Even the bet on continued Jewish American fealty to the cause could bump up against overreach by Netanyahu and the Israeli right. Israel’s prime minister was way behind the curve in protesting the manifestations of neo-Nazism in Charlottesville, Virginia. Alt-right leader, Richard Spencer, depicts his movement as “White Zionism” and the Breitbart website constantly claims it cannot be anti-Semitic because it is pro-Israel. All the while, official Israel is focused mainly on attacking the liberal left abroad for their criticism of Israel’s inhumane policies towards the Palestinians as well as the human rights and progressive voices of dissent domestically. In short, Israel is placing many liberal Jewish Americans in an ever-more impossibly uncomfortable spot.
Appeals to socially responsible investment, ethical sourcing and nondiscrimination, when placed alongside Israel’s illegal and unethical actions in the occupied Palestinian territories, pose potentially significant challenges to Israel’s comfort zone. Those appeals look more like the political and campaigning tools of the future, including the public prominence (with albeit limited successes thus far) of the Boycott, Divestment and Sanctions Movement.
Palestinian leadership division and strategic ineptitude—as well as regional acquiescence and turmoil—are presumably also not something that has been decreed in perpetuity.
All these factors might change, and yet Netanyahu has undoubtedly scored some wins. The costs of occupation column on Israel’s ledger is a limited one for now.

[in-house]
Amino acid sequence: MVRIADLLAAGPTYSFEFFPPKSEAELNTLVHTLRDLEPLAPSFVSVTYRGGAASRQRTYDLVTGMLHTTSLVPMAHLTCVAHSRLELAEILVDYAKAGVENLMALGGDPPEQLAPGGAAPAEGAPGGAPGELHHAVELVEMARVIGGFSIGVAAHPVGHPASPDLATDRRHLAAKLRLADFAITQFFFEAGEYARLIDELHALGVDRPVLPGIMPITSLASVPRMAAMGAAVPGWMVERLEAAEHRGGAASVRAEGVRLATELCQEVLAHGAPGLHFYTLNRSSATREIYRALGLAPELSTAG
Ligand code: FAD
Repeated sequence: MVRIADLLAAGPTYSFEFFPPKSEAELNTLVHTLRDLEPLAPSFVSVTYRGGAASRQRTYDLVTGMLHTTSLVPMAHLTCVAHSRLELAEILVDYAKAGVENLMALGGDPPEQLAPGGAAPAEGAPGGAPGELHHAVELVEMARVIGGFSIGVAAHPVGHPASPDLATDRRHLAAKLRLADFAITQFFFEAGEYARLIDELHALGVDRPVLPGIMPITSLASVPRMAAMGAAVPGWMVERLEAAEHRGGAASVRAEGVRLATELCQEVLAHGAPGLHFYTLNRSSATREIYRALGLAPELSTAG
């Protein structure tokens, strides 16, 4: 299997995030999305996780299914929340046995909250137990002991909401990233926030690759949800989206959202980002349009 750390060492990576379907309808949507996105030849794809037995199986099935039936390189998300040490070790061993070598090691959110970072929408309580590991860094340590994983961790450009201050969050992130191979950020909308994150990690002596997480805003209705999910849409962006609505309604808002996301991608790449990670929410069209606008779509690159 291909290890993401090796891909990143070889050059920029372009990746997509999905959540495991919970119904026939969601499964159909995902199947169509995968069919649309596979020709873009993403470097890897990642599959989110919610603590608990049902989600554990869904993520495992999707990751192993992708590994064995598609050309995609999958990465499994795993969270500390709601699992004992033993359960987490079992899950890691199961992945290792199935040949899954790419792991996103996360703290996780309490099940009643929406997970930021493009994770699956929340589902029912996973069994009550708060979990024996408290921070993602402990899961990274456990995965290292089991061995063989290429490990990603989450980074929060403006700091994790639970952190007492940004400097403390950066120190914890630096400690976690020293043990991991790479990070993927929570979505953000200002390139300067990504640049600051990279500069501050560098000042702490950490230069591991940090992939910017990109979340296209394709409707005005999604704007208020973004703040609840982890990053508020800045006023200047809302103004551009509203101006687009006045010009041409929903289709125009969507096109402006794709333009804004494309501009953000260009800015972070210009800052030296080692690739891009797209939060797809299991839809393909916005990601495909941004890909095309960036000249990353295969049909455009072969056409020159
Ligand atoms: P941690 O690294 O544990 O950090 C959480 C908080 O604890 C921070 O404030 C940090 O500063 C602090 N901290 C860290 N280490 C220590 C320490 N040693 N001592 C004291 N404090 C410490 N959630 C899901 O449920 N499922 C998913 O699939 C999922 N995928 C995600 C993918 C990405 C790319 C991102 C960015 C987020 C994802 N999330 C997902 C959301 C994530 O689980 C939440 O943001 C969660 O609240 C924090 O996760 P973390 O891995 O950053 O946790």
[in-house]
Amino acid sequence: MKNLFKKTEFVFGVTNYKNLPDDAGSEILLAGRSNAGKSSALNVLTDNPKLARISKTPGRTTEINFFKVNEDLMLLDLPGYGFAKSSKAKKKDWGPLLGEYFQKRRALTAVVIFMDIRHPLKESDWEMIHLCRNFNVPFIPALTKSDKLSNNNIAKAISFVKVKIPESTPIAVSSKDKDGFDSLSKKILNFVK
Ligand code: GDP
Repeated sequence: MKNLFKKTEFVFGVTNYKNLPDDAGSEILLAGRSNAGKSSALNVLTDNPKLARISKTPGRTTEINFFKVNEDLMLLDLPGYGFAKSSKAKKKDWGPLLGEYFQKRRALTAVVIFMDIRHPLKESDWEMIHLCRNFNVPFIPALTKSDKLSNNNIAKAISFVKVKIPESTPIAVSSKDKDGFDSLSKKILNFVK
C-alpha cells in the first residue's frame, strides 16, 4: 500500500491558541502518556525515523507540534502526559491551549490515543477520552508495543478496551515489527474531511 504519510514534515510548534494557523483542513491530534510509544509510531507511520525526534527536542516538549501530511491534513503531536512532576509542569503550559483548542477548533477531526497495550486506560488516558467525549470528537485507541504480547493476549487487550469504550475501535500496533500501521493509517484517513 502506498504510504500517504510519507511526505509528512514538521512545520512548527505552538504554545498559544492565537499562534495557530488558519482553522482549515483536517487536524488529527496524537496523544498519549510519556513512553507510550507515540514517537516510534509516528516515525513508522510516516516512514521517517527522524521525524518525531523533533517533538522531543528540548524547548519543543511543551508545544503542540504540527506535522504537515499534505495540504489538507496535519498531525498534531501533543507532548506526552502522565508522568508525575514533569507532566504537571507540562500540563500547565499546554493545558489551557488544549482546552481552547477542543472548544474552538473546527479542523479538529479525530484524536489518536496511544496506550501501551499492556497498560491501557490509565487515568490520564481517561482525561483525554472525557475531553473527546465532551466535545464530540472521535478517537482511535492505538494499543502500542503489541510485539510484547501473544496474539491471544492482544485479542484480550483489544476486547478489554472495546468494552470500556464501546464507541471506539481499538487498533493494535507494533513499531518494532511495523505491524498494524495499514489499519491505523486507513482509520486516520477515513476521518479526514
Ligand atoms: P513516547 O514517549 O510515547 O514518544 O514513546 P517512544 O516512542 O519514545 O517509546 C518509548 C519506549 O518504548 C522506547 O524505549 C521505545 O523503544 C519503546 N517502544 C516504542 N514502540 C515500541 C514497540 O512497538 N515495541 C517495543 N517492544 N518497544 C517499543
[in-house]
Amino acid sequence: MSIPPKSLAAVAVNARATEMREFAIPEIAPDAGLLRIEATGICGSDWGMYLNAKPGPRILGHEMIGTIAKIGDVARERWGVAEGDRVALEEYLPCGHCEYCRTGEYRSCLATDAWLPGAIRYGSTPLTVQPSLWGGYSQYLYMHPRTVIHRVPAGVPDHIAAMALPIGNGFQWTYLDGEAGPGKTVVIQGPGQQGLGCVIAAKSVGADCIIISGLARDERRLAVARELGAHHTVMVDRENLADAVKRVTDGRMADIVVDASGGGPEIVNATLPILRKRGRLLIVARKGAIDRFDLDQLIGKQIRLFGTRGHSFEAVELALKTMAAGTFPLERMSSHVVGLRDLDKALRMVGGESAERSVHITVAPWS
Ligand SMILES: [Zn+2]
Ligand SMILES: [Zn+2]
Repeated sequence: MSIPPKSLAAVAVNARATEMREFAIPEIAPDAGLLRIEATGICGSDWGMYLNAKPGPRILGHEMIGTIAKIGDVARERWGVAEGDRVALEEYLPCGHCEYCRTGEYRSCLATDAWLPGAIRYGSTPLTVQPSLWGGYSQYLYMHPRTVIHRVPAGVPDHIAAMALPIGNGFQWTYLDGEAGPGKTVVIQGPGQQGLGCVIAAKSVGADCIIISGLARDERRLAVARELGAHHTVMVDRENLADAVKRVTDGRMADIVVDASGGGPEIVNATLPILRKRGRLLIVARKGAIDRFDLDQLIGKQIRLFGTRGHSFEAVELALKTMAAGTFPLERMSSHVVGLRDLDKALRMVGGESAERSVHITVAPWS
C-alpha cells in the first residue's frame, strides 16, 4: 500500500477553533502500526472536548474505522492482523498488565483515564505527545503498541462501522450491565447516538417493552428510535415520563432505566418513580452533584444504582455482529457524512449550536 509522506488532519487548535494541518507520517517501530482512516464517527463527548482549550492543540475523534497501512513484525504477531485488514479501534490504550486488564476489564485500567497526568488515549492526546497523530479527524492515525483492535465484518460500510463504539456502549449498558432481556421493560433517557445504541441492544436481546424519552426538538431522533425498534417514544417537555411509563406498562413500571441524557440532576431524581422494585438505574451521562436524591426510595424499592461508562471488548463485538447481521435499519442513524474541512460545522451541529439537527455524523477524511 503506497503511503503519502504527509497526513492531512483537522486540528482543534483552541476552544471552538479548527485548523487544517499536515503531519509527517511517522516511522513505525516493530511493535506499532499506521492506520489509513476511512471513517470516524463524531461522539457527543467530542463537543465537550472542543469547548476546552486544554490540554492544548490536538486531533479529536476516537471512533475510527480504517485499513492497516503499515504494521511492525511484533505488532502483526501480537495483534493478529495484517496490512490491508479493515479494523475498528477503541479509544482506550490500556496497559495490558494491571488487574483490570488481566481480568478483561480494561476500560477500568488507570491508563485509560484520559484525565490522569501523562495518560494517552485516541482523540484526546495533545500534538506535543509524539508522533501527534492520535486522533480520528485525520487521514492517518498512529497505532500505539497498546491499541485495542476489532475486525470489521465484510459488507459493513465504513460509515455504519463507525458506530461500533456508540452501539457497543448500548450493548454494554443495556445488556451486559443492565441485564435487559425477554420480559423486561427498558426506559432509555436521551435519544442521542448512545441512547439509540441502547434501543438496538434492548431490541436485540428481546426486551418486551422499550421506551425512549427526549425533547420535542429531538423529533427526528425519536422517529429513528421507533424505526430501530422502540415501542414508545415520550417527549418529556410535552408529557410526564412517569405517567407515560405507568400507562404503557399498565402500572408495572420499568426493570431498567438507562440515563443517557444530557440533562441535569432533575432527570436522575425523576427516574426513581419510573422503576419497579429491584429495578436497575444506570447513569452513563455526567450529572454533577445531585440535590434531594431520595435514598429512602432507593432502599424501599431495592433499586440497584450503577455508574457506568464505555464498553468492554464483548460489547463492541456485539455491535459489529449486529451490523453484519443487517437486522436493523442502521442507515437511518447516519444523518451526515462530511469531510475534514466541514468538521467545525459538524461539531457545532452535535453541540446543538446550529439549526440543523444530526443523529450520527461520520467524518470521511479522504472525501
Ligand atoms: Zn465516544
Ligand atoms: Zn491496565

The crucial question for Israel, and by extension its American ally, is the sustainability of this zero-sum effort to defeat the Palestinians.
Cleaning out the cobwebs on the failed Oslo paradigm could prove to be a good thing, but Netanyahu does not have exclusivity on what may replace it. If the logical endgame of the Netanyahu paradigm is expulsion, then the logical alternative to partition will be equality. National liberation may be a hard sell in the twenty-first century. Equality over expulsion, not so much.
Israel has proven able to make some geostrategically deft moves, but there are factors hard-wired into this conflict for which Israel has no good answers. For as long as the Palestinians steadfastly remain on the land, Israel has a control and governance problem, made all the more challenging by the existence of a numerically overwhelming Arab and Muslim hinterland. Israel cannot draw upon the reserves of white settlers who facilitated American or Australian pacification of numerically limited and isolated indigenous populations. That makes zero sum so high risk and ill-advised for Israel, even before one enters the ethical, moral or values dimension.
The Trump administration will shortly receive a reminder of the difficulties of supporting Netanyahu’s reach for victory. A U.S. peace-process delegation consisting of Jared Kushner, Dina Powell and Jason Greenblatt is now in the region for a seven-stop tour. Part of their efforts will center around exploring how the outer envelope of Israel-Arab state relations can create goodwill to improve the inner envelope of Israeli-Palestinian relations.
This so-called outside-in theory is flawed. Netanyahu has no interest in doing anything meaningful on the latter, and any Arab gestures on the former will be rendered ephemeral when they bump up against Israeli maximalism. The most recently issued reminder came with last month’s Al Aqsa crisis and Israel’s treatment of Arab and Muslim sensitivities.
Unless a Palestinian leadership or mobilization emerges that can assert strategic agency, Israel will continue to notch up points, but Netanyahu has not defeated the Palestinians. He has, however, upped the ante.
The damage Netanyahu has done to the partition paradigm is increasingly irreversible; the improvements he has made to Israel’s regional and international equities appear largely reversible. Indicted or not, the “victories” Netanyahu bequeaths to his successors will not taste sweet.
Daniel Levy is the president of the U.S./Middle East Project, based in New York and London and is a former Israeli negotiator.